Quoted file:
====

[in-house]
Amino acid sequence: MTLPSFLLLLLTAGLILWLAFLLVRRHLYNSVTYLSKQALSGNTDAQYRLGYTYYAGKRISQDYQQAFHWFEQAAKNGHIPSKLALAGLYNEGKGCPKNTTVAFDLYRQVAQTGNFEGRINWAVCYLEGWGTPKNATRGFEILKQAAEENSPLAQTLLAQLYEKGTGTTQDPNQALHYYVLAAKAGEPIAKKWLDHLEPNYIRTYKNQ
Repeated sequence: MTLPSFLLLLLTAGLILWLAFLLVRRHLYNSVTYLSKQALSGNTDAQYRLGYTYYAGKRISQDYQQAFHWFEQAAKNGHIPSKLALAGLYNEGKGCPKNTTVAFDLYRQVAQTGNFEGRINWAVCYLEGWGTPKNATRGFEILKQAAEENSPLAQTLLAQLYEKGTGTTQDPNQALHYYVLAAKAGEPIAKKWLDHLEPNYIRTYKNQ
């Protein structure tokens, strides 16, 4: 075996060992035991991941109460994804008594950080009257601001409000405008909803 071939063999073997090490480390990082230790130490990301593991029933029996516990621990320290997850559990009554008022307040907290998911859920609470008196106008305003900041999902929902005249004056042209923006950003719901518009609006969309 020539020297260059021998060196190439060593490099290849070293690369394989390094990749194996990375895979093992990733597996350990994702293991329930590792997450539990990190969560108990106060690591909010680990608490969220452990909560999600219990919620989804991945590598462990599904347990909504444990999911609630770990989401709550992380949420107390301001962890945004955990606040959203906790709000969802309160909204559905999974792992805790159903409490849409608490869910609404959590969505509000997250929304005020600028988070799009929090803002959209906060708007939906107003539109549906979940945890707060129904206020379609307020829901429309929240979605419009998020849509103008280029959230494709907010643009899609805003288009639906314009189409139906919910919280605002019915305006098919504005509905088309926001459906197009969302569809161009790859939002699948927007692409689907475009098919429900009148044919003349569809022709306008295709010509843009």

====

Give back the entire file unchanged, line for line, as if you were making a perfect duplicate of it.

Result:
[in-house]
Amino acid sequence: MTLPSFLLLLLTAGLILWLAFLLVRRHLYNSVTYLSKQALSGNTDAQYRLGYTYYAGKRISQDYQQAFHWFEQAAKNGHIPSKLALAGLYNEGKGCPKNTTVAFDLYRQVAQTGNFEGRINWAVCYLEGWGTPKNATRGFEILKQAAEENSPLAQTLLAQLYEKGTGTTQDPNQALHYYVLAAKAGEPIAKKWLDHLEPNYIRTYKNQ
Repeated sequence: MTLPSFLLLLLTAGLILWLAFLLVRRHLYNSVTYLSKQALSGNTDAQYRLGYTYYAGKRISQDYQQAFHWFEQAAKNGHIPSKLALAGLYNEGKGCPKNTTVAFDLYRQVAQTGNFEGRINWAVCYLEGWGTPKNATRGFEILKQAAEENSPLAQTLLAQLYEKGTGTTQDPNQALHYYVLAAKAGEPIAKKWLDHLEPNYIRTYKNQ
């Protein structure tokens, strides 16, 4: 075996060992035991991941109460994804008594950080009257601001409000405008909803 071939063999073997090490480390990082230790130490990301593991029933029996516990621990320290997850559990009554008022307040907290998911859920609470008196106008305003900041999902929902005249004056042209923006950003719901518009609006969309 020539020297260059021998060196190439060593490099290849070293690369394989390094990749194996990375895979093992990733597996350990994702293991329930590792997450539990990190969560108990106060690591909010680990608490969220452990909560999600219990919620989804991945590598462990599904347990909504444990999911609630770990989401709550992380949420107390301001962890945004955990606040959203906790709000969802309160909204559905999974792992805790159903409490849409608490869910609404959590969505509000997250929304005020600028988070799009929090803002959209906060708007939906107003539109549906979940945890707060129904206020379609307020829901429309929240979605419009998020849509103008280029959230494709907010643009899609805003288009639906314009189409139906919910919280605002019915305006098919504005509905088309926001459906197009969302569809161009790859939002699948927007692409689907475009098919429900009148044919003349569809022709306008295709010509843009």